City Council OKs bidding for federal grant to fund broadband development for FEUS
FARMINGTON — The Farmington City Council approved moving forward with a grant process that could allow it to eventually provide internet service to utility customers.
The Rural Digital Opportunity Fund auction is Oct. 29 and Farmington will be one of the entities bidding for federal funding to provide broadband to rural areas. This comes after a 3-1 City Council vote on Oct. 27 during a meeting that can be viewed online at fmtn.org.
This does not necessarily mean the city will move forward with the project even if awarded the grant.
Farmington has contracted with consultants to complete a feasibility study that it hopes will be done before the City Council must make a decision that would commit the city to offering the service.
It could face fines of $3,000 per eligible census tracts if it is awarded the bid but chooses not to move forward with the project. There are 51 eligible census tracts within Farmington’s service area. The Federal Communications Commission has not always levied the fines.
Councilor Janis Jakino cast a dissenting vote.
"I'm not confident that this is a good direction for the taxpayers," she said. "The numbers just don't seem to make sense and I don't think we need to lay this at their hands."
Additionally, Jakino expressed concerns about going into competition with the private sector.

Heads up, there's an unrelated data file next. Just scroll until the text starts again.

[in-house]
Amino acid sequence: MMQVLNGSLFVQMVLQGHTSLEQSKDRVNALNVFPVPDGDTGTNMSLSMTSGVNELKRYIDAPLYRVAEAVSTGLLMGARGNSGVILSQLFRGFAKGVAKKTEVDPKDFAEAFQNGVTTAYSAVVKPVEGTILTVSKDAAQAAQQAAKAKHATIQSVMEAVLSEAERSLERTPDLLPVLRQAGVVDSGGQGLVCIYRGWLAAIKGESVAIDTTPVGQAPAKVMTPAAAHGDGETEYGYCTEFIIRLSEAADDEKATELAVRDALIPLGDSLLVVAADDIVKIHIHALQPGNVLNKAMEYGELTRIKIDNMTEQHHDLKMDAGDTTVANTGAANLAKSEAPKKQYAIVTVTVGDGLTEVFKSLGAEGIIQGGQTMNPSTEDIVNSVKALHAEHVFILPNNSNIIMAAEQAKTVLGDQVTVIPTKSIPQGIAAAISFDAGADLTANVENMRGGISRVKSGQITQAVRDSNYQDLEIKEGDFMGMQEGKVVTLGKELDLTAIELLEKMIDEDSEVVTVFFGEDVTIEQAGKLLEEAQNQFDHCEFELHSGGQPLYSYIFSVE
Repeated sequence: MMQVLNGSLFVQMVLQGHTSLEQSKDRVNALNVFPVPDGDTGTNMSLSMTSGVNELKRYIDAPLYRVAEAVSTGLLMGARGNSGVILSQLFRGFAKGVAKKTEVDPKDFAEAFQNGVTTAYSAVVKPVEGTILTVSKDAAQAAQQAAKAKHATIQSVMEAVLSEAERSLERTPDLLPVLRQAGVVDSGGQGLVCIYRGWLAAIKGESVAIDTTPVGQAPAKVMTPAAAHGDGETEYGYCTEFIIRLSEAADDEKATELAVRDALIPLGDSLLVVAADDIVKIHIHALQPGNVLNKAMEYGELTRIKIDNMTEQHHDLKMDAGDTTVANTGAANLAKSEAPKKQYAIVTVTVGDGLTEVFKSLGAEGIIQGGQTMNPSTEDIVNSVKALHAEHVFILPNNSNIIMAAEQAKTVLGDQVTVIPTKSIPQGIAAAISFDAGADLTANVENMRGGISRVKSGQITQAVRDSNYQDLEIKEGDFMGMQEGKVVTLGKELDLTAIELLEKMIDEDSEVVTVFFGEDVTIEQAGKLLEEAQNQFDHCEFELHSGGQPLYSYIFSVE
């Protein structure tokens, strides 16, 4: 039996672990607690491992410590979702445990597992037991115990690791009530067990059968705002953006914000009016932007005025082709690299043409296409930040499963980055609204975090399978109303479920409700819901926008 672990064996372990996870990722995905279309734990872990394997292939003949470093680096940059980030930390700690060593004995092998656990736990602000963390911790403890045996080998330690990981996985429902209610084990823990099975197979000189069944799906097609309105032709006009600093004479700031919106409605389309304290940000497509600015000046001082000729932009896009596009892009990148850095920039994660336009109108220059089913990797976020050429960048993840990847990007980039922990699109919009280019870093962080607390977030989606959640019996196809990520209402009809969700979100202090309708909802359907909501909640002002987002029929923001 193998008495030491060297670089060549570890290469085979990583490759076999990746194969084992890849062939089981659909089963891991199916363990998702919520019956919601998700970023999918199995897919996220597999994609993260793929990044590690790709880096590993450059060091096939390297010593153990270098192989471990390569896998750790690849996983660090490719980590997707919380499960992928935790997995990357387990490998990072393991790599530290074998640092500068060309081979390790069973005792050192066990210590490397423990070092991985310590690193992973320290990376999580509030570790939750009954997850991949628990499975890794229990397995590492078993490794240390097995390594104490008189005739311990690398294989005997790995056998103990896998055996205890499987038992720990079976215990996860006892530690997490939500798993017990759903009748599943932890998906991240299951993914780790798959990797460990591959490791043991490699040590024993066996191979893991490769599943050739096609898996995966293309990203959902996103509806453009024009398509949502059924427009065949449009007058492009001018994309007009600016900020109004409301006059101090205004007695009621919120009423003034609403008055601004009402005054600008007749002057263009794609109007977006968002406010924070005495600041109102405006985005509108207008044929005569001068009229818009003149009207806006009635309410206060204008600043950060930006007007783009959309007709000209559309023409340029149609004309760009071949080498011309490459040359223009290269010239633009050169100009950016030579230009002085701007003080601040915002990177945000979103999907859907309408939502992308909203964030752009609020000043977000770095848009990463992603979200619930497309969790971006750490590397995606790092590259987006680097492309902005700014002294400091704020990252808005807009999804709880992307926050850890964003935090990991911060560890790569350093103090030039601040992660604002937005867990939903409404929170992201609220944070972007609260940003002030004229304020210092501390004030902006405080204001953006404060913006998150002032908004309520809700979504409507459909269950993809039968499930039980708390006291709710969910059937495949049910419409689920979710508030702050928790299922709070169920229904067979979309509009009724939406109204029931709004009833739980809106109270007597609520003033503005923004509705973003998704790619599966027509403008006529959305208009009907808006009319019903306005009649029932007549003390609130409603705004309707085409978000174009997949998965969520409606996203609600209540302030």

"If it was feasible, I question why they haven't done it already," she said.
Councilor Linda Rodgers said she does have concerns, but the decision the council made on Tuesday was whether the city wanted to proceed with the bidding for the grant.
"We'll be doing a huge disservice to our citizens and to our rural areas if we don't at least take a look," she said. "Right now we're just looking at tidbits. We're just scratching the surface. I think it would be foolish, maybe, to not dig deeper."
Meanwhile, both Mayor Nate Duckett and Rodgers highlighted potential economic development opportunities. Duckett said the city is trying to attract people who work in location-neutral jobs to relocate to Farmington. These people rely on high-speed internet access.
While the city could be competing with private internet service providers within city limits, Doug Dawson said it is unlikely that the private companies would develop broadband for rural areas within Farmington Electric Utility System’s service area. Dawson is the president of CCG Consulting, which was hired by the city as part of the feasibility study. The rural areas of the service area are expected to have a higher subscription rate.
A final decision on moving ahead with offering internet service to utility customers will come at a later date once the council has more information.
Duckett said the city should only move forward with offering internet service if it can do so without relying on taxpayers or ratepayers to subsidize the service. He also said the city must be able to handle the service component.
Hannah Grover covers government for The Daily Times. She can be reached at 505-564-4652 or via email at firstname.lastname@example.org.
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